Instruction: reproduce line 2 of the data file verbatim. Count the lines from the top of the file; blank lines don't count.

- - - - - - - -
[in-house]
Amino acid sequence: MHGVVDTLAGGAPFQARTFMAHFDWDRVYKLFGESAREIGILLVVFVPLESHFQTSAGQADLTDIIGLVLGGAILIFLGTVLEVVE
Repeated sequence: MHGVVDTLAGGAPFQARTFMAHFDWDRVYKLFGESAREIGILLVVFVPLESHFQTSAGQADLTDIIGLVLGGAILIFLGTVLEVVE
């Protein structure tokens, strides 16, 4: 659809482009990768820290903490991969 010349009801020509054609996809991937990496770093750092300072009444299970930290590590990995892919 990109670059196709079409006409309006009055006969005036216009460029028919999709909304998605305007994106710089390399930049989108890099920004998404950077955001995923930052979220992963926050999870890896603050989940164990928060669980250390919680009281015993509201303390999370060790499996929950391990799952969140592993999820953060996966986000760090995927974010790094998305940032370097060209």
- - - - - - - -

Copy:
Amino acid sequence: MHGVVDTLAGGAPFQARTFMAHFDWDRVYKLFGESAREIGILLVVFVPLESHFQTSAGQADLTDIIGLVLGGAILIFLGTVLEVVE